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It's great to have one woman on a TV panel show, but you need more than that

The head of BBC TV output has promised that there will be no more all-male panels on TV comedy shows. Ed Morrish, radio comedy producer, explains why he always tries to book more than one woman – it makes his show better.

So here’s a thing: “Danny Cohen, head of the BBC's television output, has promised viewers that the corporation will not make any more all-male comedy panel shows.”

If there are any TV producers reading (there aren’t). here’s some recommendations for funny women you could have on your panel shows: Rebecca Front, Danielle Ward, Susan Calman, Shappi Khorsandi, Zoe Lyons, Bridget Christie, Margaret Cabourn-Smith, Josie Long, Jenny Eclair, Roisin Conaty, Sara Pascoe, Sarah Kendall, Kerry Godliman, Isy Suttie, Lucy Beaumont and Angela Barnes. I can recommend them all from personal experience, because they’ve all been guests on a panel show I produce called Dilemma. In addition to those women we’ve had female journalists (Grace Dent, Ann Leslie, Anita Anand, Samira Ahmed, Julia Hartley-Brewer, Anne McElvoy), musicians (Louise Wener, Cerys Mathews), presenters (Fi Glover, Janet Ellis, Cerrie Burnell), actors (Clare Grogan, Cush Jumbo), DJs (Annie Nightingale, Gemma Cairney), and a cricketer (Isa Guha), all of whom were funny and clever and interesting. 

Now, before you elect me King of Feminists*, I should point out that we’ve had more male guests than female – 40/36 is the split over three series and an Edinburgh special, although if you add the presenter Sue Perkins into that, it shifts to 40/55. 

Personally, I always thought the point of panel shows is to generate spontaneous discussion. I produced The News Quiz for two years (where, it’s fair to say, I achieved nothing like the figures above) and it struck me then that in terms of “jokes about the news”, there were only so many actual gags to be done – the value of the show was when Andy said something, Sandi queried it, Jeremy came back with something else, Sue took it further and Fred topped it. That’s what you can’t do at home – it’s four different minds working together in ways that can’t be predicted.

So when we started making Dilemma, a show where moral and/or ethical dilemmas are played for laughs – the idea of a diverse panel was central to the show working. If all four guests are the same age/ethnicity/gender/occupation, their moral choices are more likely to be similar, surely? Because morality and ethics are informed by our background and experiences. If you put a moral dilemma in front of four male comics in their 30s, you’re more likely to get an agreement than if you put in front of (say), one male English comic in his 30s, a female Australian comic in her 30s, a DJ in her 70s and a cricketer in her 20s**. And it’s that disagreement that make the show worth listening to.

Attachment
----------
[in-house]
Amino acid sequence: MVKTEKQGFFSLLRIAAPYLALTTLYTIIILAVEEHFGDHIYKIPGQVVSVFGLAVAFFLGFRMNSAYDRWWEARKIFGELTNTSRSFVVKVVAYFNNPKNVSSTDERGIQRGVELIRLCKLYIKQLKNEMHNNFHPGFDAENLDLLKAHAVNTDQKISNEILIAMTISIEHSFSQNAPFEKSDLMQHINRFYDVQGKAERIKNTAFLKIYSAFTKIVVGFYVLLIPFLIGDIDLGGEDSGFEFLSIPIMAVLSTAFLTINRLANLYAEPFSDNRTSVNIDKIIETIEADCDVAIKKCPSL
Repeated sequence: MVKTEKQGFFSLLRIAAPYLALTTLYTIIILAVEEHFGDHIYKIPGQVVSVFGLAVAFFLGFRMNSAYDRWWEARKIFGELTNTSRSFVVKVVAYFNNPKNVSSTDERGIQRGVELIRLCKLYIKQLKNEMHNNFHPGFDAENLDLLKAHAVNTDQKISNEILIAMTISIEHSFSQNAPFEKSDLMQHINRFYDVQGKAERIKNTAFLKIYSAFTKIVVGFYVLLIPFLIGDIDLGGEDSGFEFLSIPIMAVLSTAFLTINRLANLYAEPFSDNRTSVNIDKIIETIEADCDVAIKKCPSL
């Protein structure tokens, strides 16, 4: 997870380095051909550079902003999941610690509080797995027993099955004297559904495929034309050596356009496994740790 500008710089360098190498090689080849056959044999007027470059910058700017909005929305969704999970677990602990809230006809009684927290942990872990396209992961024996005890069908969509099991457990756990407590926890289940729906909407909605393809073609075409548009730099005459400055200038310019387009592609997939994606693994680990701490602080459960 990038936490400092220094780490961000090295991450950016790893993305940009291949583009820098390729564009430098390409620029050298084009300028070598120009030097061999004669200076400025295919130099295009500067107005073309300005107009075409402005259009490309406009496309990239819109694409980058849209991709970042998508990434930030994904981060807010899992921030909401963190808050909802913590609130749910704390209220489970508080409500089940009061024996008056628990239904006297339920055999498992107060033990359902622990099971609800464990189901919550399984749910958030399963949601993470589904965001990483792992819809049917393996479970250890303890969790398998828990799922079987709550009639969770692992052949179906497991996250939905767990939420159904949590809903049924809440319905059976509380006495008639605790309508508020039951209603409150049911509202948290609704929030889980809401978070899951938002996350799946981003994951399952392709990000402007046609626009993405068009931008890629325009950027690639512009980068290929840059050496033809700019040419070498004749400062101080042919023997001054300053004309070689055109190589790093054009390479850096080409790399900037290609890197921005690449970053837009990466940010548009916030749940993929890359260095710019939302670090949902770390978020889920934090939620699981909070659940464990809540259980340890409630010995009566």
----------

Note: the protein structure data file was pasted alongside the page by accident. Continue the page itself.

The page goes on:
We’re lucky of course to have a comedy format that bears non-comics. If the question is right – as, for example, in last week's show – then almost any answer can be funny; the comedy comes from thinking it through, and ending up somewhere unexpected. Some formats however seem to be more designed as a one-liner delivery system. That’s not a value judgement, these shows can be very popular and very funny, but if you’re just going for punchlines then you’ve limited yourself to a particular sort of comedian. And let’s not forget that broadcast comedy is not representative of the population of a whole, it’s representative of comedians, the people who chose to go into comedy. There are more men doing comedy than women so you’d expect there to be more good men than good women (although proportionally they’d be the same I imagine). There are also way more white people doing stand-up than non-white. As more women/ethnic minorities start doing comedy, the broadcast numbers will even up; but Chris Rock says it takes ten years to get good as a stand-up, and there wasn’t an even split ten years ago. (You could argue that more women would go into comedy if they saw women doing good comedy, and I think you’d be right.) And then there’s the fame issue – people are more likely to tune into a show where they’ve heard of the guests then where they’ve not, so producers book people you’ve heard of. You’ve heard of more male comedians than female comedians, so that’s who they book. It’s not particularly fair, but I can understand the impulse on the part of the producer.